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Runoff Report 1999..... Night-Time Temperatures

This report already referred to and described many time the effect of the temperatures on the runoff. To avoid repeating myself I will keep this section brief.

Temperatures during the night are always colder than at daytime. Lower temperatures mean slower melting process. The water mass produced during the night therefore is always smaller than at day. After the snowpack retreats to higher altitudes the temperatures during the night are getting too low for continuing the melting process. The water supply gets interrupted. I described that already in more detail earlier in this report.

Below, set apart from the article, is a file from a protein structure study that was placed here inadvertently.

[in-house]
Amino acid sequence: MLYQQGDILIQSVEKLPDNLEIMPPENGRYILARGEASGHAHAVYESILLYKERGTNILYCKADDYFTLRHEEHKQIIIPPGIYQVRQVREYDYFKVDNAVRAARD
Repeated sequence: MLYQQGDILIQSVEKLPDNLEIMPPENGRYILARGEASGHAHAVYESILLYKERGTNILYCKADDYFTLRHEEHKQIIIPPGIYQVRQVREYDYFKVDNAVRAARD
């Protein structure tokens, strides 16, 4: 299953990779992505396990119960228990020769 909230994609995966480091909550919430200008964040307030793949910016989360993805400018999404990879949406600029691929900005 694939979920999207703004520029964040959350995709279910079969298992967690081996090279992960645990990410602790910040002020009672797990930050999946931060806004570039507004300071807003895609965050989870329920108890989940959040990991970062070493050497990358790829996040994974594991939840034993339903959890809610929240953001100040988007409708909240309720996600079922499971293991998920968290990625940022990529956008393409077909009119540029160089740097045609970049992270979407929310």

As for the 1999 runoff, the night temperatures during the first stage were mostly as low as the freezing point. The largest portion of the low altitude snowpack melted only during daytime. This effect explains the differences between day and night lake level increases. The unfrozen soil acted as a form of buffer and allowed a subsurface flow, slowing down the total water flow. The water produced at day was partially stored in the ground and continued flowing throughout the night. The subsurface pressure slowly decreased leading to a reduced flow into the watershed.

This effect continued throughout the remaining runoff. The night temperatures were higher, but the snowpack has retreated to higher elevations, too. And higher altitudes equal lower temperatures. The power of the sun during the 1999 runoff was never strong and lasting enough to considerately heat up the ground, which could have effected the melting process at nighttime.

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Copyright (C) 2003 Bernhard Kramer, Sicamous, BC - Canada